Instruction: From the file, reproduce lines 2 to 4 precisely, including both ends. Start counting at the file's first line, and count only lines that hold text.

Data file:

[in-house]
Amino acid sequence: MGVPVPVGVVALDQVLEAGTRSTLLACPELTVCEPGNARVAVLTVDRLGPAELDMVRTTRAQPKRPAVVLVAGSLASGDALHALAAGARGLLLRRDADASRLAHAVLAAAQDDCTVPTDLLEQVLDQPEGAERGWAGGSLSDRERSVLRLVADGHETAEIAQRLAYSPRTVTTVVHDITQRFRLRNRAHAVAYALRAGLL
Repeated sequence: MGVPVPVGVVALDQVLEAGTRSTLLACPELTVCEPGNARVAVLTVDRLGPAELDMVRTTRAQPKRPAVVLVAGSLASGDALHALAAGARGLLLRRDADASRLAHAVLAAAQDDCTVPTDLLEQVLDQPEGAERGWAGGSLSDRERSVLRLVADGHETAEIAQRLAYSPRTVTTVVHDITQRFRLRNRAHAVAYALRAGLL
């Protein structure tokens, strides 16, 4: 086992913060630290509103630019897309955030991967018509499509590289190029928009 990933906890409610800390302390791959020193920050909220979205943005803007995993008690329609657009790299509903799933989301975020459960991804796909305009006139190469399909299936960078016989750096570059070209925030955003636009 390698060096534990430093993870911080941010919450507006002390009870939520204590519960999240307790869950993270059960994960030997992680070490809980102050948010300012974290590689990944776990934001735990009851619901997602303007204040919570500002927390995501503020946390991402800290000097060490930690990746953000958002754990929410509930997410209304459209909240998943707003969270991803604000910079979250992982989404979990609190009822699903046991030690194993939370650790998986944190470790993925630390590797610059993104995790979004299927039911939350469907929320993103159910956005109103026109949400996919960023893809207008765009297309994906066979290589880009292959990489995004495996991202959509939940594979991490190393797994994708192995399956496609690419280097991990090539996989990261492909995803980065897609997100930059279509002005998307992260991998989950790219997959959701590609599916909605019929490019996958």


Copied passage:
Amino acid sequence: MGVPVPVGVVALDQVLEAGTRSTLLACPELTVCEPGNARVAVLTVDRLGPAELDMVRTTRAQPKRPAVVLVAGSLASGDALHALAAGARGLLLRRDADASRLAHAVLAAAQDDCTVPTDLLEQVLDQPEGAERGWAGGSLSDRERSVLRLVADGHETAEIAQRLAYSPRTVTTVVHDITQRFRLRNRAHAVAYALRAGLL
Repeated sequence: MGVPVPVGVVALDQVLEAGTRSTLLACPELTVCEPGNARVAVLTVDRLGPAELDMVRTTRAQPKRPAVVLVAGSLASGDALHALAAGARGLLLRRDADASRLAHAVLAAAQDDCTVPTDLLEQVLDQPEGAERGWAGGSLSDRERSVLRLVADGHETAEIAQRLAYSPRTVTTVVHDITQRFRLRNRAHAVAYALRAGLL
């Protein structure tokens, strides 16, 4: 086992913060630290509103630019897309955030991967018509499509590289190029928009 990933906890409610800390302390791959020193920050909220979205943005803007995993008690329609657009790299509903799933989301975020459960991804796909305009006139190469399909299936960078016989750096570059070209925030955003636009 390698060096534990430093993870911080941010919450507006002390009870939520204590519960999240307790869950993270059960994960030997992680070490809980102050948010300012974290590689990944776990934001735990009851619901997602303007204040919570500002927390995501503020946390991402800290000097060490930690990746953000958002754990929410509930997410209304459209909240998943707003969270991803604000910079979250992982989404979990609190009822699903046991030690194993939370650790998986944190470790993925630390590797610059993104995790979004299927039911939350469907929320993103159910956005109103026109949400996919960023893809207008765009297309994906066979290589880009292959990489995004495996991202959509939940594979991490190393797994994708192995399956496609690419280097991990090539996989990261492909995803980065897609997100930059279509002005998307992260991998989950790219997959959701590609599916909605019929490019996958």